For years, the only way scientist had to monitor the health of wild whales, was to get as close as possible on a boat, hold out a pole, and hope that they managed to snag a sample as the whale shot spray out of it’s blowhole. However, thanks to advancements in technology, this cumbersome and invasive method is being replaced, as scientists successful deploy drones to gather samples.
The quad-copter drone catches the spray released by whales in a petri dish, with the remote pilot of the drone able to open the lid when the drone is in position over the whale. This method has been used to collect mucus from a humpback whale, and scientists have hope that using drones, they will be better equipped to monitor the health of the whales they collect samples from.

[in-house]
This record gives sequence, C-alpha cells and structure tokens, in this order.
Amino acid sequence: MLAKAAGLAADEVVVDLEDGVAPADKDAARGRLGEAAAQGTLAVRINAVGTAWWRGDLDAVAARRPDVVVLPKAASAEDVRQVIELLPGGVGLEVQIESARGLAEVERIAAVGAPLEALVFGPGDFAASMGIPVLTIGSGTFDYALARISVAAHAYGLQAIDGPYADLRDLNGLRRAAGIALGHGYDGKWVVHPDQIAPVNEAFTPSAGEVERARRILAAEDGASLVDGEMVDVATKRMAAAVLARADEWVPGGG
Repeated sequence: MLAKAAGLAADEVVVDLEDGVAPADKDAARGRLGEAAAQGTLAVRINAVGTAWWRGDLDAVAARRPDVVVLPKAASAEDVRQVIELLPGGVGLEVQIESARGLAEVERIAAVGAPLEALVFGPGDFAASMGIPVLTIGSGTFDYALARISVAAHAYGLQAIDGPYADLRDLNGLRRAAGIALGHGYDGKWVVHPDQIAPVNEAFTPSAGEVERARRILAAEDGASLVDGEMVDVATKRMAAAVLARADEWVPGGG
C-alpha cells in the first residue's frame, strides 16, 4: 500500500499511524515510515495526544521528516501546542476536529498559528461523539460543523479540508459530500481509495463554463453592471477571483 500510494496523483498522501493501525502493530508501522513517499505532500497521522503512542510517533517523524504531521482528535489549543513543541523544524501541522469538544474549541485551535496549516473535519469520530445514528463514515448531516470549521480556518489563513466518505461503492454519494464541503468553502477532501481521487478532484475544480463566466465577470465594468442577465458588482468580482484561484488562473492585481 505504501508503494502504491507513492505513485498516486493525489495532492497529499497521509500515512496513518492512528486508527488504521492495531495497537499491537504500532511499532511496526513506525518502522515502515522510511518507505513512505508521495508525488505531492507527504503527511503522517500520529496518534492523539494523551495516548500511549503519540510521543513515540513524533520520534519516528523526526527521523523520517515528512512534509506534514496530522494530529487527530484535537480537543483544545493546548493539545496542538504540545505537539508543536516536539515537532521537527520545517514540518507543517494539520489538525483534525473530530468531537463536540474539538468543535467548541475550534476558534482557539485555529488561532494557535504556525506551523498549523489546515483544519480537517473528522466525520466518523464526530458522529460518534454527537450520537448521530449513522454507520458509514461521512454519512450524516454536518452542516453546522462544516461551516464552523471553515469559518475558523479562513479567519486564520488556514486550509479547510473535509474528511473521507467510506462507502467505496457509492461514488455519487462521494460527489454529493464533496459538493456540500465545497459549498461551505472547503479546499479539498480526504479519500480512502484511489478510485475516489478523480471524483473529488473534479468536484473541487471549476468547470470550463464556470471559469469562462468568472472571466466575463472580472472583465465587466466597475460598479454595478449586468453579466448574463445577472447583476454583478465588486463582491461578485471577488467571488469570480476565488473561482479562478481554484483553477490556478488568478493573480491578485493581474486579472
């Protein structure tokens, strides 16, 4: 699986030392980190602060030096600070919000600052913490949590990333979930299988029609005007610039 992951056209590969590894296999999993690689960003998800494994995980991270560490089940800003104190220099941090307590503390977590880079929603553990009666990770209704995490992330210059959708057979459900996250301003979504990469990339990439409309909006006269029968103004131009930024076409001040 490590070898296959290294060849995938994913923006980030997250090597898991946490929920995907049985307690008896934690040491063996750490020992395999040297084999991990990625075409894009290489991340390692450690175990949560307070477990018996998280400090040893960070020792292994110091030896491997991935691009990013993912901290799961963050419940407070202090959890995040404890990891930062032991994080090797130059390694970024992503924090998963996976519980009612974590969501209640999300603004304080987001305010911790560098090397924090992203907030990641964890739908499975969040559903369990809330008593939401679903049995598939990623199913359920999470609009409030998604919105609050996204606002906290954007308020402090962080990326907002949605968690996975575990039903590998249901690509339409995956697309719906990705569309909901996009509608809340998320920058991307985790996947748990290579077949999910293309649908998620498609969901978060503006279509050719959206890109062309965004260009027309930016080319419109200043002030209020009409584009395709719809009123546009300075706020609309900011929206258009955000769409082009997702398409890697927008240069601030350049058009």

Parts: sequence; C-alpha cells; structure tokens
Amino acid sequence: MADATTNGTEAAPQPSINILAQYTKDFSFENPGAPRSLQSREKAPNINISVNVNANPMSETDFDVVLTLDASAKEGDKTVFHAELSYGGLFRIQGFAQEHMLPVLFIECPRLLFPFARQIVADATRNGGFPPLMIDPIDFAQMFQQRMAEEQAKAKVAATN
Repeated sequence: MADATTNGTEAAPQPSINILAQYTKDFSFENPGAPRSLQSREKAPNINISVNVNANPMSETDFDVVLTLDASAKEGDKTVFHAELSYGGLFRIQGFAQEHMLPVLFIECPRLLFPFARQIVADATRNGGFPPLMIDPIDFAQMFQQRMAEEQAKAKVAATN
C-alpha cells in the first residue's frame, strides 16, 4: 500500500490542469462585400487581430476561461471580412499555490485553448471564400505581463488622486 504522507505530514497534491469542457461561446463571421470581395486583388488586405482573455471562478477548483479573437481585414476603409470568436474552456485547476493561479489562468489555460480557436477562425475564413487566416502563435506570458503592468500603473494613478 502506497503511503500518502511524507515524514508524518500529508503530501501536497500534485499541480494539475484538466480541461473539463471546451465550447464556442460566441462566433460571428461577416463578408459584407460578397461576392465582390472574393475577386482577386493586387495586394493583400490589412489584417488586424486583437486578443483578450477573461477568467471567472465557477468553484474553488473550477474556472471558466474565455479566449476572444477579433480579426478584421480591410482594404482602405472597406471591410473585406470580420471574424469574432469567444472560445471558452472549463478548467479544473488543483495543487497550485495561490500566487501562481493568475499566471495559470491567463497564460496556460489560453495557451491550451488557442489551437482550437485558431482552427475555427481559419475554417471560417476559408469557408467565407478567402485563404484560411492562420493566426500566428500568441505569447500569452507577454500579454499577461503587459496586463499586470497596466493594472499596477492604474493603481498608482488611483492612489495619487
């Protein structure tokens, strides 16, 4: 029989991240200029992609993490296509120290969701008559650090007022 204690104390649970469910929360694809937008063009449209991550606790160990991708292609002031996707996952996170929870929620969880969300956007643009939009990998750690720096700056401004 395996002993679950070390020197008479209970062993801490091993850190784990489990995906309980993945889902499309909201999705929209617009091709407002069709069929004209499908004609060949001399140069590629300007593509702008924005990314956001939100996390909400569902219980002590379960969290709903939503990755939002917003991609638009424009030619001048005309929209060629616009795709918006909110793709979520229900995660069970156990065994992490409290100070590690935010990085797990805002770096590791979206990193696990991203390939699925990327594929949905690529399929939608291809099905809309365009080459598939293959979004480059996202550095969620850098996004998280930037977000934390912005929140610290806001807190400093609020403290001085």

Despite looking like a simple – if impressive – puff of water from the back of a whale, the spray sent up by a whale actually contains DNA, proteins, lipids and types of bacteria, giving a spread of information for scientists to work from.
Vanessa Pirotta, Marine Researcher from Sydney’s Macquarie University, said: “This approach may ultimately enable a better understanding of the patterns and drivers of disease emergence in while populations. We can collect bacteria, in my case, to look at the types of bacteria living in whale lungs, for an assessment of whale health.”
During the 2017 northward whale migration, the team of scientists managed to collect samples from 19 humpback whales.
There is hope that through this new method, drones may be able to function as early-warning systems for potential changes in the health of the world’s whale population.